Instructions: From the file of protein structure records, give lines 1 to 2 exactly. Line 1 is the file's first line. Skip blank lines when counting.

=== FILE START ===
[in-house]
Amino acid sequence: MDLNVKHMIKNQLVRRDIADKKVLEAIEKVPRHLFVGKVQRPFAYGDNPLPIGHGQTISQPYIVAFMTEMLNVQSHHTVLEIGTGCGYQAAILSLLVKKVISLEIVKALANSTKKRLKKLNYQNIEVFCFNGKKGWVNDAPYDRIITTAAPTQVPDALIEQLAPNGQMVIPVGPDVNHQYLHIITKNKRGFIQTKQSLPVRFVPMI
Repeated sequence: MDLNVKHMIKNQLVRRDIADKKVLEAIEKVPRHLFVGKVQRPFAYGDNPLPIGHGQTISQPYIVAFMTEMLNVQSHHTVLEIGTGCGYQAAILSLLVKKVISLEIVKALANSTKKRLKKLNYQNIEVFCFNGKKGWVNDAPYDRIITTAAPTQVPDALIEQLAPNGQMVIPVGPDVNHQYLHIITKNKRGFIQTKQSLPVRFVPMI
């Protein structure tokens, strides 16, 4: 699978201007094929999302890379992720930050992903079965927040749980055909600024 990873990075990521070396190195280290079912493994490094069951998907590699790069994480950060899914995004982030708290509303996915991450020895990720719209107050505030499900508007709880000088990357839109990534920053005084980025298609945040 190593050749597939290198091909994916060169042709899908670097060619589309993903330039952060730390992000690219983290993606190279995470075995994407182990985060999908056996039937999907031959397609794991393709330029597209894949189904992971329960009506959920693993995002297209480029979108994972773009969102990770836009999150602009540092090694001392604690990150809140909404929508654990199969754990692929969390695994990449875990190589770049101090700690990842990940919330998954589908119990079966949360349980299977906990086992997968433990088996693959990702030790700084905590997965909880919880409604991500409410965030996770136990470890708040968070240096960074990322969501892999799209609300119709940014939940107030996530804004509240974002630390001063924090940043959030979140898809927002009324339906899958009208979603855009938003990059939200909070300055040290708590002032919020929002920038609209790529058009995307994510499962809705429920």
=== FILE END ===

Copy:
[in-house]
Amino acid sequence: MDLNVKHMIKNQLVRRDIADKKVLEAIEKVPRHLFVGKVQRPFAYGDNPLPIGHGQTISQPYIVAFMTEMLNVQSHHTVLEIGTGCGYQAAILSLLVKKVISLEIVKALANSTKKRLKKLNYQNIEVFCFNGKKGWVNDAPYDRIITTAAPTQVPDALIEQLAPNGQMVIPVGPDVNHQYLHIITKNKRGFIQTKQSLPVRFVPMI